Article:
You can also use the charging state of Galaxy phones to trigger an automation. It’s possible to turn on a Good Night scene that shuts off your lights, locks your door and adjusts your thermostat if you place the phone down after 11PM. Then, when you pick it up after 7AM, it could turn on your Good Morning scene.
The Station works with the Smart Things Find service. If you set it up with your Galaxy smartphone, the pad will be pre-configured to ring your phone when you double-press the button. It also acts as an always-at-home Find device scanner, so you can know where your smartphones, tablets, watches, and earbuds are. Plus, a new function continually scans for Galaxy SmartTags or SmartTag Plus and can send a notification when a tag or device leaves or returns home.
It’s also a Thread Border router alongside a Zigbee SmartThings hub and has Wi-Fi and Bluetooth radios built in. There is no Z-Wave support. If you want to use Z-Wave, you will have to buy an Aeotec SmartThings Hub.
The Station has been configured to accept Thread devices, which is one of the key wireless protocols Matter is built on. Thread is a low-power, low-latency mesh network that is usually used to connect low-bandwidth devices. If you are looking for a cheap border routers, the Station is the cheapest and could help extend a Thread mesh network for improved reliability and lower latency.
The $20 TP-Link Tapo P125M works with a variety of different things, thanks to Matter. TP-Link also has its own Tapo app that the plug works with.
You need to pair it with the Tapo app in order to use it in Matter. You could also just use the Tapo app and connect it to Alexa, Google, and Apple’s Siri Shortcuts from there. But if you aren’t going to use Matter, buy one of TP-Link’s less expensive plugs. You can read more about the reason why you might want a Matter plug.
The other option is the Meross Matter Smart Wi-Fi Plug, which is $49.99 for two, $5 more per plug than the Tapo. I have not tested this fully yet, but from the form factor alone, I would recommend the Tapo. You can’t stack two in a standard outlet because the Meross is rounded. If you use it up top it will block the bottom one, so you can only use the bottom outlet. It has a lower maximum load.
Unlike some of TP-Link’s other plugs, there is no energy monitoring available, but you can see how many hours the plug has been used by day, week, and month. You can set a time of day in the Tapo app and have the plug check and download any updates. You don’t need to use the Tapo app again and can use your smart home platform app to control it once you set this up.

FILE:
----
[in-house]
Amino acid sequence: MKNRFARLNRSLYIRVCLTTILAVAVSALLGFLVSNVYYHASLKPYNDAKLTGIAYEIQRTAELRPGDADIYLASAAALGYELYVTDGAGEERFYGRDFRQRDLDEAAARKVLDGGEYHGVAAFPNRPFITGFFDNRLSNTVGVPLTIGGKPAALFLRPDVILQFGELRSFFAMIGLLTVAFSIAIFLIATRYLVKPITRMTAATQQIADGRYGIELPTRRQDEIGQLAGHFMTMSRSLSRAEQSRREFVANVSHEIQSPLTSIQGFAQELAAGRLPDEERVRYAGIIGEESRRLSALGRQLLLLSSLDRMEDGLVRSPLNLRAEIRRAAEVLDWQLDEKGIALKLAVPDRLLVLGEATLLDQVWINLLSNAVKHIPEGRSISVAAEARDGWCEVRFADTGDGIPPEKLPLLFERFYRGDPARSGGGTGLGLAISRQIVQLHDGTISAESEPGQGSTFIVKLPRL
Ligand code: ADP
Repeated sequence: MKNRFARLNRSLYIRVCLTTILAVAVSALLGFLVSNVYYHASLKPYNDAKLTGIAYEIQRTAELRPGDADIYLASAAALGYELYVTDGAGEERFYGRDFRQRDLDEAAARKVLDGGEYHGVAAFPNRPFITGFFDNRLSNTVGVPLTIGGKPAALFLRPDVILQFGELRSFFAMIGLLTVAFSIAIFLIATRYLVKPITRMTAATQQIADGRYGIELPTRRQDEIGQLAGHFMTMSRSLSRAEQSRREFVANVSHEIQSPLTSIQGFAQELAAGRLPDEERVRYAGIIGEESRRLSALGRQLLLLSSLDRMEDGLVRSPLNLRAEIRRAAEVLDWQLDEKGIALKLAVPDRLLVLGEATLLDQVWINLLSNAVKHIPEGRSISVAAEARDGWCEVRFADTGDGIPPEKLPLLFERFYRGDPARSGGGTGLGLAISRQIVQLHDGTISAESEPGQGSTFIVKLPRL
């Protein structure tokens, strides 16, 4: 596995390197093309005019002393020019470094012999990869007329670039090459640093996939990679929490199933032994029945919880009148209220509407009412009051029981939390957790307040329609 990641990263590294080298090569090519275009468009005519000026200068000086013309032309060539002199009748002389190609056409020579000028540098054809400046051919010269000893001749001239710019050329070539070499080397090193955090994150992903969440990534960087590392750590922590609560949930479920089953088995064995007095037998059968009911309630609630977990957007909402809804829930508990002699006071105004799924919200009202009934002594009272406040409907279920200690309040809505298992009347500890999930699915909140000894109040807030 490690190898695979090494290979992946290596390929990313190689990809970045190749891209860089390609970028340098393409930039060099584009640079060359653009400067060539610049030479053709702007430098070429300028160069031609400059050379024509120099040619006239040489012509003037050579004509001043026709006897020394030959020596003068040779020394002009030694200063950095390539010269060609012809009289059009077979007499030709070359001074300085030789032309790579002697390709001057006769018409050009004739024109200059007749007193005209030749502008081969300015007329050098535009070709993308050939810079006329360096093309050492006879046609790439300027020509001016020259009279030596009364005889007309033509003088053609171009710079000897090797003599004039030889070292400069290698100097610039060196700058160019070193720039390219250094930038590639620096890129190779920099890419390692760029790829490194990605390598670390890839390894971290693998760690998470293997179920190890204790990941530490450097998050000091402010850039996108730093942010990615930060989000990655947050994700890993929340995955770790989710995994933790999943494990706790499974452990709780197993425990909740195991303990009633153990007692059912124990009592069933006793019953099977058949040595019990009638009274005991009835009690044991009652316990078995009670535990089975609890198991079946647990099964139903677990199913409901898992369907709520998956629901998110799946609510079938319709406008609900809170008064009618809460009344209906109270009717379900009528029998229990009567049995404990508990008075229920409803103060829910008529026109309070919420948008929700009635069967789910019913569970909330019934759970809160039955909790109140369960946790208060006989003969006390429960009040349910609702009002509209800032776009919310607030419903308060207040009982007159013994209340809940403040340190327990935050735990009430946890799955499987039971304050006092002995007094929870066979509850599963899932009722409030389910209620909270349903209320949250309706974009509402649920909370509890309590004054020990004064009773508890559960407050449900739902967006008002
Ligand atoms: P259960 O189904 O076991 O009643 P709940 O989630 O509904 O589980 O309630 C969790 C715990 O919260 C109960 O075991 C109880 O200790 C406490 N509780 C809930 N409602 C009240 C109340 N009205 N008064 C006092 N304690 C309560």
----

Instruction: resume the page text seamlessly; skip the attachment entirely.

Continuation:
I tried setting up the plug with Android and iOS and with all four platforms as the starting point. Due to the fact that they don’t support Matter in theirios app, it required two phones to work on all at the same time. I also had to add the platforms in a specific order to make it all work.
With a Matter plug like the Tapo, you can share your plug across any platform and to any smartphone in your home. There is no need for a cloud. No account setup needed. Once I added the Tapo plug to one platform with Matter, the idea is that I could connect it to the other compatible platforms locally over the Wi-Fi network.
The Tapo P125M is a Matter-over-WiFi plug, so you will need a Wi-Fi connection and a Matter controller (hub) to set it up. This is different from most Wi-Fi smart plugs, which need Wi-Fi but no other hardware.
To add a device to another platform, you have to visit the device’s settings page in the Amazon app, and then tap on “Other Assistants and Apps.” This lets you put the plug into pairing mode, where it broadcasts its availability for 15 minutes, giving you time to open the other app and copy and paste a unique code into it.
I had the plug on every platform and when I wanted to control it from one platform to another, I used either the app on theandroid or the app onios platform, it did a great job.
I could turn on the plug, use Amazon to turn it off and then turn it back on using the app on my phone. Each app registered the device’s new status when controlled by another platform within a second, the only noticeable laggard being Alexa — which was about 30 seconds behind the rest (in registering the state in the app, it still turned on and off quickly).